“Brave New World” by Aldous Huxley. “The Great Gatsby” by F. Scott Fitzgerald. “The Lord of the Rings” by J.R.R. Tolkien. “To Kill a Mockingbird” by “The Grapes of Wrath” “Prophet: The Life of Bayard by John Steinbeck Harper Lee. All are easily labeled as literary classics, Rustin” by John D’emilio and many schools consider each essential to a stu“ttfn” by Lauren Myracle dent’s education. They are all also on the list of most “The Bermudez Triangle” frequently banned books. by Maureen Johnson “Montana 1948” by Larry Watson This week is Banned Books Week, a national cel“Glass” by Ellen Hopkins ebration of the freedom to read. Since 1990, more “Brave New World” than 10,000 book challenges have been recorded by Aldous Huxley Source: The American Library Association by the American Library Association, including 348 in 2010. A challenge to a book is a formal complaint asking that a book be removed from circulation or different ways of life and they teach essential truths curriculum. Challenges are made to public schools about what it means to be human. and their libraries, as well as to public libraries. So no, not every book is right for every reader. But Oklahoma saw three documented challenges in it is a parent’s job to decide that — for their child, not 2010 alone — one, against “The Bermudez Triangle” every child. Banning a book limits the access of the by Maureen Johnson, was successful. But fewer entire community. This kind of censorship than 25 percent of challenges are reported denies the freedom of individuals to choose The Our View and recorded, according to the American for themselves, implying an “I know what’s is the majority Library Association. best for you” attitude that the U.S. cannot afopinion of Of course, some of these books do contain ford to tolerate. The Daily’s disturbing themes, sexual content, vulgar Not every book that is banned has liter10-member language, gay and lesbian themes or racial editorial board ary merit, of course — also on this year’s tension — the features that most frequently most-banned list is the “Twilight” saga inspire a challenge to a title. But how else by Stephenie Meyer and the “Captain can an author deal with serious cultural and histori- Underpants” books by Dav Pilkey. But the same cal issues? Outside of these titles, how are students principle applies. Parents have a right to control how supposed to learn about these very real facets of their child is raised. But everyone else has a right to American life? We cannot imagine a better way for read. To help fight censorship, donate to www.ncac. students to understand racial conflicts than by read- org/Kids-Right-to-Read or exercise your right to ing “To Kill a Mockingbird.” read a banned book today. Great books aren’t meant to be easy and harmless. The best books challenge. They force readers to look Comment on this column at OUDaily.com at the world in a new way, they expose readers to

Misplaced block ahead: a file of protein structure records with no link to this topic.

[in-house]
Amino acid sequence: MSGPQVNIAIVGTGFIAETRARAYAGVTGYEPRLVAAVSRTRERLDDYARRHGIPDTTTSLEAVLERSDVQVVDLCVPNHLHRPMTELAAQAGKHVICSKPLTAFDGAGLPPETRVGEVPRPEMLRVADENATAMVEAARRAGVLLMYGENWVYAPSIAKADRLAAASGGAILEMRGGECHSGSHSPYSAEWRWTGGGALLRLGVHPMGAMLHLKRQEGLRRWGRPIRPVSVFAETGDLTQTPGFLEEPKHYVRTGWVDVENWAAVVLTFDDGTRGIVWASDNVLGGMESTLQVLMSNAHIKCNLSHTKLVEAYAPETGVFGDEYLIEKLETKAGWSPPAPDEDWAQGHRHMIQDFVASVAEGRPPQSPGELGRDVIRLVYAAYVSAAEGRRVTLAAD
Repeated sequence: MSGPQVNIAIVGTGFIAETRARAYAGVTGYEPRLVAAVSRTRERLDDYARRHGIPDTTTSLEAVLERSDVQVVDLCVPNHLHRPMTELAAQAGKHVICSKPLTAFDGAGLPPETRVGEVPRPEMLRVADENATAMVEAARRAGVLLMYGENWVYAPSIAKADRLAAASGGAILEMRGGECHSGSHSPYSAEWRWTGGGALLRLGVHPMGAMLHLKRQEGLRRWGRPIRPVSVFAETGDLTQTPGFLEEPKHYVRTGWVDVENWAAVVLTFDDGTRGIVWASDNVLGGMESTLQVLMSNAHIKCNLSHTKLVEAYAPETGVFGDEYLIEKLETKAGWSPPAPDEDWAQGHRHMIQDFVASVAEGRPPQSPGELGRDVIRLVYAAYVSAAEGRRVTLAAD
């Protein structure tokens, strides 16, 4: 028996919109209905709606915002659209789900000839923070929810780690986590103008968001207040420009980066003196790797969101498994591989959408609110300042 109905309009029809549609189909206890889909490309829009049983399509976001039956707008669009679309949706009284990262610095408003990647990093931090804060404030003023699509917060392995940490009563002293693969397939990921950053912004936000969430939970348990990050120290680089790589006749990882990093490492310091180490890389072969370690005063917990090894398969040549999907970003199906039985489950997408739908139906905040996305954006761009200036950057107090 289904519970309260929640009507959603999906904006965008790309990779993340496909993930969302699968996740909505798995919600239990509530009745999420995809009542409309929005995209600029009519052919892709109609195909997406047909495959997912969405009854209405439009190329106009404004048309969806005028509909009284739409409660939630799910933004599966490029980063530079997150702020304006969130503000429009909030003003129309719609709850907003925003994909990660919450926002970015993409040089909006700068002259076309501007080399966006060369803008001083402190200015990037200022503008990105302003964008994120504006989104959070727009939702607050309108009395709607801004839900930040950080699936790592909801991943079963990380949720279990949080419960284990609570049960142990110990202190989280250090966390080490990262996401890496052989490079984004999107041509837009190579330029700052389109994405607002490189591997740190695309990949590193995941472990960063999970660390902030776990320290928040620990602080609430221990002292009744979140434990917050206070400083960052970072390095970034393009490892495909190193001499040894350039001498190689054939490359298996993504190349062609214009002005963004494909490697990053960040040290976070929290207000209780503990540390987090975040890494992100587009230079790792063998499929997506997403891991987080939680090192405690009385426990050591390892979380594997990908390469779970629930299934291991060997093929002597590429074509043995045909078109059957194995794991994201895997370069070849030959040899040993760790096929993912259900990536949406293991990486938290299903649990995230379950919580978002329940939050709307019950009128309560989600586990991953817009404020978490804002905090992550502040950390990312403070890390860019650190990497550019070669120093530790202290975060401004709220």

COLUMN

Protesters must be educated in issues

Y

ou may have OPINION COLUMNIST heard about the Occupy Wall Street protests happening in New York, in which several hundred activists have taken over Zuccotti Park near Wall Street since Sept. 17 — and this past Jacob Oller Saturday more than a Jacoboller@ou.edu thousand more joined. Noam Chomsky applauded these (mostly) college students and their efforts to raise awareness of the cronyism, mismanagement, greed, cheating and deregulation that permeate the current business environment. You may be asking yourself right now, “Well Jacob, down there by your name it says you’re a management information systems major — isn’t that a business major?” and yes, yes it is. However, I support protests against Wall Street corruption because I’d like to be unashamed of my business major, and the integration of ethics portions into my business classes shows me the university has the same goal. But for these protests to have any meaningful impact on the way Wall Street operates, the demands they ask and the issues they raise need to be specific and thought-provoking. No “redistribution of the wealth” or “overthrow

the corporate kleptocracy” catchphrase crap. People with a business education need to be leading the charge in this activism. Relevant legislation can only be created through knowledge of the banking and investment industries. Making credit default swaps either trans“I’d like to be parent or illegal and outlawing credit rating agencies from being unashamed of paid by the same companies they my business rate are two specific solutions to major, and the the problems that have contributed heavily to our economy’s integration of problems. Yet, the average nonethics portions business student/protester lacks the knowledge of business jargon into my business to adequately articulate these classes shows me problems. the university has Maybe a general education the same goal.” course about the American economy would help. While Occupy Wall Street protesters are getting the message out, they, as well as the general public, could definitely benefit from some ethical business education so business can change for the better, be held accountable and stop screwing our country. Jacob Oller is a management information systems sophomore.